I read pretty much anything, from fantasy (City of Stairs by Robert Jackson Bennett) to romance (Bared to You by Sylvia Day) to classics (Heart of Darkness by Joseph Conrad). The only genres I don't read are self-help and comic books/graphic novels.
18/1 - Well! I can safely say, without even thinking about it, that I've never read the 'heroine is a hermaphrodite' trope. Add that to the 'hero is a sex beast who grows a second penis on the full moon' trope and you've got a very interesting romance.
I spent the first few chapters feeling a driving need to punch someone. Specifically the inhumane asses who thought it was perfectly okay (perhaps even normal) to be invited to a private (as private as a theatre with around 200 spectators in the audience can be) viewing of this woman who was unfortunate enough to be born in the 19th century to a woman whose husband has died and has no source of income other than using her daughter (Jordan's been forced to live as a man, but identifies as a woman) as a medical curiosity to be displayed for all to see, for a price. All her life men, especially the 'doctor' who delivered her and identified her condition, have been poking and prodding her (quite literally poking their fingers and metal implements inside her in order to identify prostates or uteruses, or whatever other internal organs might be found through digital examination), and staring at her naked body. In pretty much everyone's eyes she's not a person, she's a medical monstrosity that needs to be studied, in great depth.
Thank goodness Raine accidentally stumbles upon Jordan's latest 'birthday lecture' (every birthday a lecture is held and an artist is brought in to document any changes in her body, externally and internally where possible). He can immediately see that she is a woman (something Jordan's always wanted, for someone to see her as she sees herself), and instead of being horrified by her extra appendage he's interested. Through good luck and coincidence Jordan manages to escape a horribly humiliating and painful internal examination at just the right time to bump into Raine, who's roaming the streets looking for a companion, but unsatisfied with the average prostitutes' offerings.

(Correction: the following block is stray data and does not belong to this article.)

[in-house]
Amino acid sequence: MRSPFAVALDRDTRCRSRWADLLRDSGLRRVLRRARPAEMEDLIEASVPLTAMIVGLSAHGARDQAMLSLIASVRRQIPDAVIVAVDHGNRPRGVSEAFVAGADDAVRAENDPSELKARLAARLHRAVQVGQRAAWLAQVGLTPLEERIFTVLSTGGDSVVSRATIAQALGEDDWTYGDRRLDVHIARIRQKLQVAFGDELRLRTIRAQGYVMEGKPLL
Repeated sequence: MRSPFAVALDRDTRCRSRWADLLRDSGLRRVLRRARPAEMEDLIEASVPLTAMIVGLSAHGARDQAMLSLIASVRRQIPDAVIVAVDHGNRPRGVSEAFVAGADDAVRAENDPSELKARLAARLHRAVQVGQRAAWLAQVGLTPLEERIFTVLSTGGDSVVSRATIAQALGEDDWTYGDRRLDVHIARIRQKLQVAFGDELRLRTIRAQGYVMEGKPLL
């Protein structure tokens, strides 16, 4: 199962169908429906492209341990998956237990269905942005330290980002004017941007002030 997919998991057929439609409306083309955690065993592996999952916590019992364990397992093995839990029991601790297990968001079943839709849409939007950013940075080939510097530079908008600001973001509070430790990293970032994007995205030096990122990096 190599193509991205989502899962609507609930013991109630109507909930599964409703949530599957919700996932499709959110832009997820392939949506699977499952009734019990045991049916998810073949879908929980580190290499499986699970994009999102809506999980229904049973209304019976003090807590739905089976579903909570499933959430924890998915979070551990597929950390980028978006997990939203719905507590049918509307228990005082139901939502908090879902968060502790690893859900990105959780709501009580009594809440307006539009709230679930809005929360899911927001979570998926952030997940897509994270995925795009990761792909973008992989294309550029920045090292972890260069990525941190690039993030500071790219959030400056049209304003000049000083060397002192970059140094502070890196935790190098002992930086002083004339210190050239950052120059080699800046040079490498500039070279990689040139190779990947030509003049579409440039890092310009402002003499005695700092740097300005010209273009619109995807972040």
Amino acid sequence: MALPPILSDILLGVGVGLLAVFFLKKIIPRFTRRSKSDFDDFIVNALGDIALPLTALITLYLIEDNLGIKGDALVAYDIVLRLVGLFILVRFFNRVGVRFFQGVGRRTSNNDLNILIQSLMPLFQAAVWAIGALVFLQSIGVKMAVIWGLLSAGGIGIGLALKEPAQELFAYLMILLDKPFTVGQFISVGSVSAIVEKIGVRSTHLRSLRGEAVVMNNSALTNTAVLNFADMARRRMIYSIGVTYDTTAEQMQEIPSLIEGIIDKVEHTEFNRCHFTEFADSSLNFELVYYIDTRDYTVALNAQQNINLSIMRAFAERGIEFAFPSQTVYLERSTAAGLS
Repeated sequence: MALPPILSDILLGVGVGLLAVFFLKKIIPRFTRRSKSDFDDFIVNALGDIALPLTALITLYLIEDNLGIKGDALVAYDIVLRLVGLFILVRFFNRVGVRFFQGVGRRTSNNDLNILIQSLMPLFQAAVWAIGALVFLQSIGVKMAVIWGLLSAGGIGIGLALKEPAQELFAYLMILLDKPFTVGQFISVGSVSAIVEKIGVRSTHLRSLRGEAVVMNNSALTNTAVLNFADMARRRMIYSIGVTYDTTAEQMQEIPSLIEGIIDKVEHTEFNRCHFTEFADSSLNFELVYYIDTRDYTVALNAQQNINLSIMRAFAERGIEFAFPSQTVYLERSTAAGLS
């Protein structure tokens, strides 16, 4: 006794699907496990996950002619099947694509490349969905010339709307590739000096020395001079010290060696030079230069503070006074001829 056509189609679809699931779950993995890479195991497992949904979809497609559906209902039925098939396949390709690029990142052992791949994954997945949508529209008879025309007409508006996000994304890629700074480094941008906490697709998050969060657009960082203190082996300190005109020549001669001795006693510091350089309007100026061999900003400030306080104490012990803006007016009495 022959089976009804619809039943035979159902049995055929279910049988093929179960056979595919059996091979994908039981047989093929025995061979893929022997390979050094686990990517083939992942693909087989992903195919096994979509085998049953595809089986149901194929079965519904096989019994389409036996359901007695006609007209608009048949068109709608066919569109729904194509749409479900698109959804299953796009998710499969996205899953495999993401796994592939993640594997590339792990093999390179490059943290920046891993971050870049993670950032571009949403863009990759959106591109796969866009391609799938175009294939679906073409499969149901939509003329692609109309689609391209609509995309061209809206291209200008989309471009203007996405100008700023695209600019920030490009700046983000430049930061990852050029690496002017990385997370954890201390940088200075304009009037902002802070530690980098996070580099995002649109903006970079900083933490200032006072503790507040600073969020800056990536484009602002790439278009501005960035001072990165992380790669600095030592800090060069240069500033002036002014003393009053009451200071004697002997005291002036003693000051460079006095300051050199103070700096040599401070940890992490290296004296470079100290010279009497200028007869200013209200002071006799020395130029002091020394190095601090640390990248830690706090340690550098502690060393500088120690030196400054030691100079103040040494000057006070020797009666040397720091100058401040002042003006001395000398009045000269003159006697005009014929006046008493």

He's in Venice to find the woman he's fated to marry who he will know by her faerie smell (what was he supposed to do if he hadn't seen Jordan, wander the streets of Venice sniffing the woman until one of them had the faerie smell he was told to look for?). She's in mortal danger from some unseen foe and he was sent to Venice by her father's dying words, to find her before the foe does. Once Jordan has been accepted into the Satyr family she will no longer be in danger from this hidden foe because the family's protection will cover her, but of course she doesn't know that and Raine's decided that the best course of action is to not give Jordan any kind of heads up regarding her vulnerable situation. Why do 'heroes' do that so often?! All it does is extend the story where it's not necessarily natural for it to be extended. To be continued...
20/1 - Finished this last night/this morning. Summary? Heavy on the kinky sex (when there's three penises and a vagina and only two people involved, what can you expect?), light on the plot and I don't even think Raine ever straight out told Jordan that he loved her. He called her 'my love', but that's really not the same is it? Nothing really happened plotwise, except for Raine finding his fated wife. I don't think there's any need to read these in order, I certainly didn't feel like I was missing a big part of the story not having read Nicholas first. Only recommended for the more unshockable readers out there.
PopSugar 2015 Reading Challenge: A Book Based Entirely on its Cover